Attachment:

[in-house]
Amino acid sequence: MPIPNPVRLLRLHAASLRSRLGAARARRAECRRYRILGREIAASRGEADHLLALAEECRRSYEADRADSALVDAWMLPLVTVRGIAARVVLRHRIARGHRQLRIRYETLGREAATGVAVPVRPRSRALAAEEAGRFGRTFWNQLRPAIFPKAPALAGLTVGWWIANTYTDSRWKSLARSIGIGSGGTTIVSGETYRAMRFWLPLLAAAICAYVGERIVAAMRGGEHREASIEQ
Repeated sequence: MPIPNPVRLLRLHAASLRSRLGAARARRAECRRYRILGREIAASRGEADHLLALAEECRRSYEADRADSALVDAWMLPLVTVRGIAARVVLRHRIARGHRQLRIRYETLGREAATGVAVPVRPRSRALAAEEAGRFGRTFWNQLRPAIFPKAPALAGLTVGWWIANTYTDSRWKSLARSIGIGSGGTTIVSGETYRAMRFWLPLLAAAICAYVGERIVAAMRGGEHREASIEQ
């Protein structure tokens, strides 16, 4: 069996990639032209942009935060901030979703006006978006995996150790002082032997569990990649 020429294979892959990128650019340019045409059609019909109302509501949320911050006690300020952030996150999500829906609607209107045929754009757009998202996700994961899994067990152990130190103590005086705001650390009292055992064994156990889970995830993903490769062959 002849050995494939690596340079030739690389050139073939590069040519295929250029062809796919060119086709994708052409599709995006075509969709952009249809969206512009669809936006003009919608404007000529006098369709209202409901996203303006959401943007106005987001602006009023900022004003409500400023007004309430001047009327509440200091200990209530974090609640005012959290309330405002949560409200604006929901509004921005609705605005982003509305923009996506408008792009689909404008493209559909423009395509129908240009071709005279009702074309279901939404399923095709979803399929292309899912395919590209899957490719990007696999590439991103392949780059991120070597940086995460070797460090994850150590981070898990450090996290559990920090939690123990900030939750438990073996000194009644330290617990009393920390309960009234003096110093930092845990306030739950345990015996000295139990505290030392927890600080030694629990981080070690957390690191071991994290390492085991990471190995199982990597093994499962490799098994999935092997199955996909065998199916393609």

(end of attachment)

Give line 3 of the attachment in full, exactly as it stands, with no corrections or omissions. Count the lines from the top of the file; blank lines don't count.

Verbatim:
Repeated sequence: MPIPNPVRLLRLHAASLRSRLGAARARRAECRRYRILGREIAASRGEADHLLALAEECRRSYEADRADSALVDAWMLPLVTVRGIAARVVLRHRIARGHRQLRIRYETLGREAATGVAVPVRPRSRALAAEEAGRFGRTFWNQLRPAIFPKAPALAGLTVGWWIANTYTDSRWKSLARSIGIGSGGTTIVSGETYRAMRFWLPLLAAAICAYVGERIVAAMRGGEHREASIEQ